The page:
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Overtime and mutual aid bill soars as fracking protesters dig their heels in


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Kirby Misperton Protection Camp has become almost synonymous with the anti-fracking movement.

An anti-fracking march on 4 November from Kirby Misperton to the nearby fracking site. Photograph: Danny Lawson/PA

An anti-fracking march on 4 November from Kirby Misperton to the nearby fracking site. Photograph: Danny Lawson/PA

Policing the anti-fracking Kirby Misperton Protection Camp cost North Yorkshire Police more than £400,000 in three months, a report has revealed.

Third Energy has been moving equipment on site - most-widely known for its close proximity to Flamingo Land, now almost synonymous with the anti-fracking movement - since September.

Despite losing a legal challenge against the decision to grant planning permission at the site, protesters are undaunted and have reportedly even dug a vegetable plot and installed solar panels.

North Yorkshire Police and Crime Commissioner Julia Mulligan has announced she will publish the monthly cost to her force of policing the camp.

Between August and October the bill for overtime, mutual aid, equipment and subsistence totalled £415, 418 (doubling from £101, 476 in September to £233,704 in October).

Ms Mulligan said the surge in costs was due to a “number of factors” including an increase in protest activity and support from other police forces in the form of mutual aid.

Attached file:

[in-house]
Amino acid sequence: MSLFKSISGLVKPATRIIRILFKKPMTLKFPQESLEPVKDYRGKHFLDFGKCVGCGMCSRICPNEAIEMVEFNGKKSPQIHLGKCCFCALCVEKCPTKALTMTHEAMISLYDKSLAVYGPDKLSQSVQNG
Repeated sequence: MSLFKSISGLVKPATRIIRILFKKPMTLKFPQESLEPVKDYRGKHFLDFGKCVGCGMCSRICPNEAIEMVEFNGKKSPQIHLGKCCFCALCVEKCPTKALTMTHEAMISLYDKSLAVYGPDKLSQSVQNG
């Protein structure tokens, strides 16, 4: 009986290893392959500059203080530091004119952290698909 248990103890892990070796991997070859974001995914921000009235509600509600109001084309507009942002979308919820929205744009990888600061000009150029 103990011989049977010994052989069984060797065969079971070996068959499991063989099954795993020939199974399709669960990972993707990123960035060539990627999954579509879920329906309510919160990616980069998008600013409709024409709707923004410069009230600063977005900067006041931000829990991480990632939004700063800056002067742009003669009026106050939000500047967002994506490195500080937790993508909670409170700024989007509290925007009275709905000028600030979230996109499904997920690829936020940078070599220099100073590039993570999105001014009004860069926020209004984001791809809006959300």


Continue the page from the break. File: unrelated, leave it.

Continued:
She said: “As well as keeping people safe at the Kirby Misperton site, I am also keen that business as usual is maintained across the county, as far as possible. 

"If mutual aid is required, then that must be the decision, although as you can see from the figures, it is costly.”

Policing Minister Nick Hurd told the PCC she is welcome to seek partial recovery of costs if expenses exceed £1.4m, or one per cent of the force’s overall budget, she said.

Since September, 75 people have been arrested, of which were 64 charged, cautioned, or released on bail/under investigation, in connection with protest activity at Kirby Misperton.

Three people have been charged with assaulting a police officer.

Superintendent Alisdair Dey said: “As well as facilitating people’s right to assemble and protest peacefully, part of our role is to keep disruption to local residents and businesses to a minimum.

“We are responding proportionately to any protest activity, which means at times there is an increase in the number of police officers in Kirby Misperton as we work to keep everyone safe.

“When protests are safe and peaceful, we are able to scale down our resources at Kirby Misperton, and redeploy those officers on other duties, such as high-visibility patrols and neighbourhood policing elsewhere in North Yorkshire.”

Police have thanked residents of Kirby Misperton and nearby villages for their support, patience and understanding throughout the policing operation.

Supt Dey added: “I know that protest activity has had a significant effect on the local community, particularly in October, but I want to reassure everyone that we are doing all we can in difficult circumstances to make sure residents can go about their daily lives safely and without disruption.”